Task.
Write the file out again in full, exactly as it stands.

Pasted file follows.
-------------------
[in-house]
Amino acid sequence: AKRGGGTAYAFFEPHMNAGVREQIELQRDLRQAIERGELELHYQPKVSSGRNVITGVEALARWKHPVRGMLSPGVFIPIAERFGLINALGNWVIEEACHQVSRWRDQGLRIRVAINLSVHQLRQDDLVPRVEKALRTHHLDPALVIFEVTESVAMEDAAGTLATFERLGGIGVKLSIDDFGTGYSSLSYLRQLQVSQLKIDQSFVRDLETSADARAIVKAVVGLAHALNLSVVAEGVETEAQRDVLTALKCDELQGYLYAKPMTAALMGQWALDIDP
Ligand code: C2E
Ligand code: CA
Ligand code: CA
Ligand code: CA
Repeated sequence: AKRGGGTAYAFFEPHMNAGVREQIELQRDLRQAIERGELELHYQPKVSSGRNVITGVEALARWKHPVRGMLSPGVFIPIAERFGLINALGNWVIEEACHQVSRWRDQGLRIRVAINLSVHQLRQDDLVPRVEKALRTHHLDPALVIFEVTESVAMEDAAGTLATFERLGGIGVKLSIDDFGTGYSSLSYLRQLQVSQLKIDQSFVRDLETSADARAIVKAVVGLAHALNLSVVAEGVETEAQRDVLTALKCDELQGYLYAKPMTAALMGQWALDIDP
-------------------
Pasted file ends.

[in-house]
Amino acid sequence: AKRGGGTAYAFFEPHMNAGVREQIELQRDLRQAIERGELELHYQPKVSSGRNVITGVEALARWKHPVRGMLSPGVFIPIAERFGLINALGNWVIEEACHQVSRWRDQGLRIRVAINLSVHQLRQDDLVPRVEKALRTHHLDPALVIFEVTESVAMEDAAGTLATFERLGGIGVKLSIDDFGTGYSSLSYLRQLQVSQLKIDQSFVRDLETSADARAIVKAVVGLAHALNLSVVAEGVETEAQRDVLTALKCDELQGYLYAKPMTAALMGQWALDIDP
Ligand code: C2E
Ligand code: CA
Ligand code: CA
Ligand code: CA
Repeated sequence: AKRGGGTAYAFFEPHMNAGVREQIELQRDLRQAIERGELELHYQPKVSSGRNVITGVEALARWKHPVRGMLSPGVFIPIAERFGLINALGNWVIEEACHQVSRWRDQGLRIRVAINLSVHQLRQDDLVPRVEKALRTHHLDPALVIFEVTESVAMEDAAGTLATFERLGGIGVKLSIDDFGTGYSSLSYLRQLQVSQLKIDQSFVRDLETSADARAIVKAVVGLAHALNLSVVAEGVETEAQRDVLTALKCDELQGYLYAKPMTAALMGQWALDIDP